The city grows on me!

Dhaka slowly grew on me and I started exploring all around it. Its lanes and by lanes were simply fascinating. All those old houses lining on either side of the lanes attracted me most. Each of these houses seemed to have a story of its own. I always loved to imagine. And I kept on imagining stories that befit these grand houses. It all started with my own locality Ganderia. And then, as started adding years to my age, I sauntered across the areas like Wari, Armanitola, Tantibazar, Narinda, Badamtoli, Banglabazar etc. Gradually I went beyond the confines of the old town and ventured out to areas like Ramna, Palashi, Azimpur etc. Ramna, with its evergreen vegetation fascinated me. This part of Dhaka, I was later told, was designed by an erstwhile curator of London's Q-Garden. Some of this area still holds on to that character.

The areas in the older part of Dhaka used to be called 'Mahalla' by the locals. Each Mahalla had a Sardar controlling it. There was a time when these Sardars were very powerful. Qader Sardar, the owner of Lion Cinema of old Dhaka, comes to mind as being a patriarch. Gradually, the bureaucracy introduced by the British must have tarnished their muscle. All things told my love for the villages east of Ganderia seemed ever so strong. Almost every evening I went there to be in the company of the rural atmosphere.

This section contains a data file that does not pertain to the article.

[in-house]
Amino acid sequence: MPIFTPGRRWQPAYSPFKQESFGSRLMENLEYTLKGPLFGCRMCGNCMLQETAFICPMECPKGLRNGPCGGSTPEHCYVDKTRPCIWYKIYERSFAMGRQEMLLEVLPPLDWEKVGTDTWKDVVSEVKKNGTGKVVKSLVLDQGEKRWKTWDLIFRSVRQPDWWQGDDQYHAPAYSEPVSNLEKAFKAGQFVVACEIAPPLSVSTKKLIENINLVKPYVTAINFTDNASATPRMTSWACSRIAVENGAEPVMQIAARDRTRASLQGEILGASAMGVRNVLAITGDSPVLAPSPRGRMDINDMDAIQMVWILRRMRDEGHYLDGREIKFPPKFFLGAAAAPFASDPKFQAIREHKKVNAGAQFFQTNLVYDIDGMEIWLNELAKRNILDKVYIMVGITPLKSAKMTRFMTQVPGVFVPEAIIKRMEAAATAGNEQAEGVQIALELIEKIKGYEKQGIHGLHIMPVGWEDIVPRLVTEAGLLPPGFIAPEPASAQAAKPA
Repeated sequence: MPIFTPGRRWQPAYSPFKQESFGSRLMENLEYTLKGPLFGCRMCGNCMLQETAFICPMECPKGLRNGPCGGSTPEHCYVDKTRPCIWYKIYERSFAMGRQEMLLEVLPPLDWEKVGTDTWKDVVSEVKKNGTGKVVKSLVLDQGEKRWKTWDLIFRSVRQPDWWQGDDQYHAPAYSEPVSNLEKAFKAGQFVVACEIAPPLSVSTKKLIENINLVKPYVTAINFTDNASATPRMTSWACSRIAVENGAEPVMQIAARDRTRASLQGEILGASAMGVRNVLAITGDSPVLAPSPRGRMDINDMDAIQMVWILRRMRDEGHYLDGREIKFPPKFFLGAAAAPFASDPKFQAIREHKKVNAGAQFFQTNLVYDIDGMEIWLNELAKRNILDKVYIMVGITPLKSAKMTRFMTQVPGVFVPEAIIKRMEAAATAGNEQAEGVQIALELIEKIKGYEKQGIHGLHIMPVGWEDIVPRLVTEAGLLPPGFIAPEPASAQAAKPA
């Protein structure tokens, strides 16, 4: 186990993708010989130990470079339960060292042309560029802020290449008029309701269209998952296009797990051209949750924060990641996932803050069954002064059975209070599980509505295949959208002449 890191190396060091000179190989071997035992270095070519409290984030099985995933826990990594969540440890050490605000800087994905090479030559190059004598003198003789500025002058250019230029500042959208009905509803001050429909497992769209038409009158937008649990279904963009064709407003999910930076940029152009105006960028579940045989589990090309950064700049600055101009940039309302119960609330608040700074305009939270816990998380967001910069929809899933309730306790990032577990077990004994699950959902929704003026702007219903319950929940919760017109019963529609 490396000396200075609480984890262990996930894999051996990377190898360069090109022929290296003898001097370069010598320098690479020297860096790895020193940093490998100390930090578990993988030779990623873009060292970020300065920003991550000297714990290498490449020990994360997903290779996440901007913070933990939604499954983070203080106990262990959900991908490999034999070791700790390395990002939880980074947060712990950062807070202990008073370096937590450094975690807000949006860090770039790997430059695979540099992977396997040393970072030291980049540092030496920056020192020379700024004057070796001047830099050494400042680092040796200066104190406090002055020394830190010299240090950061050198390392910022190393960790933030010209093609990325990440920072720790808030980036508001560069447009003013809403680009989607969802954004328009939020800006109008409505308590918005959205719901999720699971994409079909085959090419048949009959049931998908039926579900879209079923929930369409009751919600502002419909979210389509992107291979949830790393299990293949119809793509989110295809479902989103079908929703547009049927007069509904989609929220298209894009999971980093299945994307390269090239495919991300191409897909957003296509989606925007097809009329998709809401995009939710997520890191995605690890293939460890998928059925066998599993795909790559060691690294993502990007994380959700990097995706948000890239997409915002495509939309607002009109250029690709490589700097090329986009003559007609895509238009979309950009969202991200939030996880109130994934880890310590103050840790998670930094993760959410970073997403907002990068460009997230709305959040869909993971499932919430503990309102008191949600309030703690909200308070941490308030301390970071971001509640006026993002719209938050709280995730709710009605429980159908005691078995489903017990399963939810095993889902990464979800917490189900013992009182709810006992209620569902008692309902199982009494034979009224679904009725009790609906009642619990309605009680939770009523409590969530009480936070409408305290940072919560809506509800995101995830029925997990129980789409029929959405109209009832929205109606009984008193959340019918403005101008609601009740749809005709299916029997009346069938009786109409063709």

Baba occasionally took us out for ice-creams at a restaurant called Britannia in what is known as the Gulistan area now. Or was it the cinema hall that was called Britannia and there was an ice-cream shop there I do not clearly remember. There were very few varieties of ice-creams there. But our taste hadn't become so discerning yet to have longed for assortments. I always preferred vanilla and was pleased to have that when offered. Maa was a very good cook. And to the best of my knowledge, it was not like "the food that I 'thought' my mother used to cook" syndrome. She was genuinely a culinary expert. So, at home we grew up having delightful food specially on week ends. My father was very English in his disposition and habits. we had to learn how to put a poached egg on toast with fork and knife and eat it without the egg yoke seeping on to the plate. This, I later thought, was ridiculous. But then, for Baba, it was like old habits die hard. One other thing that he held very close to his heart was his village of Ratanpur in Brahmmanbaria that he had to leave very early in his life first for the sake of his studies and later to pursue his career. We went to Ratanpur at least once every year. They used to be grand going home. We used to look forward to these visits. We usually took the river route from Sadarghat to Ramkrishnapur in Comilla and then by country boat through rivulets and canals to our village. We invariably took to the so-called upper cabin of the motor launch late at night and went to sleep and used to be awakened by the sound of waves breaking down on the hull of the launch mixed with the hum of motors. We reached Ramkrishnapur by about noon. Chicken curry and and rice cooked in inimitable village cuisine awaited us in the country boat. This simple meal seemed just extraordinary. The scenery a as we paddled across toward our village was pristine. I have started going back to my village since 1997 again and try to be there once in every two months. I love these trips enormously. That said, the journey remains painful. True we are able to drive down to the village but the road condition through the villages remains abysmal. A seventy plus kilometre drive takes more than four hours. And every time I go I promise to myself, 'not in another year again'! But then a couple of weeks pass by and I feel like making the trip desperately.